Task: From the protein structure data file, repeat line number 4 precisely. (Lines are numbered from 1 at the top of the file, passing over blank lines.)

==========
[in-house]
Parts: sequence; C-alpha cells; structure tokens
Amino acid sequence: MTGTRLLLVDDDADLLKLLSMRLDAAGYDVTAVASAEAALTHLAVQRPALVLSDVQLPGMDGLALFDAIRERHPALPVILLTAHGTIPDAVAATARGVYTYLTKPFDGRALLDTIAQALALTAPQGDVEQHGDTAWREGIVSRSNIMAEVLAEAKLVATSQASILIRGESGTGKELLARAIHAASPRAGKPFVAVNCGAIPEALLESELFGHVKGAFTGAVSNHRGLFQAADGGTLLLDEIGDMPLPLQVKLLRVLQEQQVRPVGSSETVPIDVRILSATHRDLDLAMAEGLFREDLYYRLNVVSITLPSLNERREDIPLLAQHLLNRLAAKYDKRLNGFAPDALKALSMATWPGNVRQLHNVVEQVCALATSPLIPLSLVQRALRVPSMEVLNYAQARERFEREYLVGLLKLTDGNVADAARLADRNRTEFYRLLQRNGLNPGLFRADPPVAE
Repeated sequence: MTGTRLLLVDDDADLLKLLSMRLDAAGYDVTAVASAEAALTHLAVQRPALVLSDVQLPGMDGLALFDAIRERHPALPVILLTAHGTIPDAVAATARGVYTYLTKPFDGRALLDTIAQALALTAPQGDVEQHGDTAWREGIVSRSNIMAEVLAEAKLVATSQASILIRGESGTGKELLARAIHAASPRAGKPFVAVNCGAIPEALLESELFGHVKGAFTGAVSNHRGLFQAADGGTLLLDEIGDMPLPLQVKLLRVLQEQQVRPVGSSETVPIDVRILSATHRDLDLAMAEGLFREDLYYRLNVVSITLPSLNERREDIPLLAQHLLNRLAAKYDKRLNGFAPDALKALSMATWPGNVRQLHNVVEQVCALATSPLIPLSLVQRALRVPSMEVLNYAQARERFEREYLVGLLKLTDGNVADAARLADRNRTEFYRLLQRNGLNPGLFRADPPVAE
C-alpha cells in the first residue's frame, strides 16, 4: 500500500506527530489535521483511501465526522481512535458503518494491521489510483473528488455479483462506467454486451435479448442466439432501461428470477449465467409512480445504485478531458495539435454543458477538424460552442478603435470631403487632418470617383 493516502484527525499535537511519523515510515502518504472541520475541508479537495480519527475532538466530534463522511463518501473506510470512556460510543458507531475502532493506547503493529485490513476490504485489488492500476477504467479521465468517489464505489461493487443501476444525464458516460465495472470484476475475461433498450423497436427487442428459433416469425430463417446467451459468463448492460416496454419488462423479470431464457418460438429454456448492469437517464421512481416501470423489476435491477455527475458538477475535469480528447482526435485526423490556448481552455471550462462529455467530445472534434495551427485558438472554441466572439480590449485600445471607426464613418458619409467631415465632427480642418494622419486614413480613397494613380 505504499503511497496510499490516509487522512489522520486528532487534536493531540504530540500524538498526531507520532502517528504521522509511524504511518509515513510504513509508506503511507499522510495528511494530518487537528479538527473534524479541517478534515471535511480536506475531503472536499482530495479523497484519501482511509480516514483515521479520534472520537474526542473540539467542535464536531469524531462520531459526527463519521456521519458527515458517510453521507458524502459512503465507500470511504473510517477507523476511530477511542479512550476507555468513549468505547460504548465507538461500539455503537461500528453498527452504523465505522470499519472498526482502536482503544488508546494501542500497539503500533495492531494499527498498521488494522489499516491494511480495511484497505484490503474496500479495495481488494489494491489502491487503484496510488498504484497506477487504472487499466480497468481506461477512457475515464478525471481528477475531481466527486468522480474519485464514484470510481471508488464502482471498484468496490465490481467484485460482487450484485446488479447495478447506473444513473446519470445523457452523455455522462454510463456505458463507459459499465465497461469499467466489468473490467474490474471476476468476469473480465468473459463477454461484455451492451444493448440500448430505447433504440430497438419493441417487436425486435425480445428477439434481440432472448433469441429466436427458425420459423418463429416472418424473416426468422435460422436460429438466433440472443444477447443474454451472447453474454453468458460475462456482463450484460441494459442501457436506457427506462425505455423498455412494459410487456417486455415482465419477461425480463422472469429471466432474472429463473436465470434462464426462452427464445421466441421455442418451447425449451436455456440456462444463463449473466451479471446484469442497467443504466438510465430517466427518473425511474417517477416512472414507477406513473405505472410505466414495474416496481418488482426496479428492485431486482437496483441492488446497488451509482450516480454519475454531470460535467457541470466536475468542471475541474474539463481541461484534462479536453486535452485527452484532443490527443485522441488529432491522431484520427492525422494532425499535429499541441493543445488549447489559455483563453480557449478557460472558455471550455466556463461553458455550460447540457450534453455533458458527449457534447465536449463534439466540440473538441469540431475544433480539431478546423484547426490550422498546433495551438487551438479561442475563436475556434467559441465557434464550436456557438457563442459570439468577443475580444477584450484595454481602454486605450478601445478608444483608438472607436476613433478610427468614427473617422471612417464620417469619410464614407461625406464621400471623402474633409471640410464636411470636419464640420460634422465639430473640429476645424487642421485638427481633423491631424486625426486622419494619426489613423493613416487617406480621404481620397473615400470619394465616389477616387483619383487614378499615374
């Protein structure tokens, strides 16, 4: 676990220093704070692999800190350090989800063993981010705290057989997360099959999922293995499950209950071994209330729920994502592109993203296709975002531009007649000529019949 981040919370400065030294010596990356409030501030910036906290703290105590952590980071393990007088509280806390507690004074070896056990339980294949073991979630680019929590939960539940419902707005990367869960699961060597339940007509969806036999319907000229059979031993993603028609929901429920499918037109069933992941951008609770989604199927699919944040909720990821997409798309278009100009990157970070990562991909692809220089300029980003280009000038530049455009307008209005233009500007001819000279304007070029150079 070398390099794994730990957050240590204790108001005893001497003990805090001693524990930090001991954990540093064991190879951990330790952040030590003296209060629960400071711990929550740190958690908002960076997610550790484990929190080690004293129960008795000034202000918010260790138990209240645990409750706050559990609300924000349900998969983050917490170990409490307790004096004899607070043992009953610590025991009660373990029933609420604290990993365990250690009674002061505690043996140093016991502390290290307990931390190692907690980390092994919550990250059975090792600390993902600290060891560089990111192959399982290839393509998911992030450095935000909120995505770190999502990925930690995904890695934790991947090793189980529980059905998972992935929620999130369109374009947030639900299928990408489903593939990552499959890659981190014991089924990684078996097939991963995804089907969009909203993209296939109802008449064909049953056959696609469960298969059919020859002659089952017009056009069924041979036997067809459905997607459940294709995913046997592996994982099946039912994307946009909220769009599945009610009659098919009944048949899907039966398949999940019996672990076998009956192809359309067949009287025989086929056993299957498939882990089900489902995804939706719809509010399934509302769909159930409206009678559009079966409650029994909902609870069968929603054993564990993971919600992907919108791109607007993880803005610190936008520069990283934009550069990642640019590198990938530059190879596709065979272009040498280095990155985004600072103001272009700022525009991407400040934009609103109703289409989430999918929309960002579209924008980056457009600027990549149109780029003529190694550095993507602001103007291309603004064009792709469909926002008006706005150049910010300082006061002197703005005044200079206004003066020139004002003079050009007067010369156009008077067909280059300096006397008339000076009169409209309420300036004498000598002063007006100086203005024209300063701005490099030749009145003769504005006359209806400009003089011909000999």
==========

Repeated sequence: MTGTRLLLVDDDADLLKLLSMRLDAAGYDVTAVASAEAALTHLAVQRPALVLSDVQLPGMDGLALFDAIRERHPALPVILLTAHGTIPDAVAATARGVYTYLTKPFDGRALLDTIAQALALTAPQGDVEQHGDTAWREGIVSRSNIMAEVLAEAKLVATSQASILIRGESGTGKELLARAIHAASPRAGKPFVAVNCGAIPEALLESELFGHVKGAFTGAVSNHRGLFQAADGGTLLLDEIGDMPLPLQVKLLRVLQEQQVRPVGSSETVPIDVRILSATHRDLDLAMAEGLFREDLYYRLNVVSITLPSLNERREDIPLLAQHLLNRLAAKYDKRLNGFAPDALKALSMATWPGNVRQLHNVVEQVCALATSPLIPLSLVQRALRVPSMEVLNYAQARERFEREYLVGLLKLTDGNVADAARLADRNRTEFYRLLQRNGLNPGLFRADPPVAE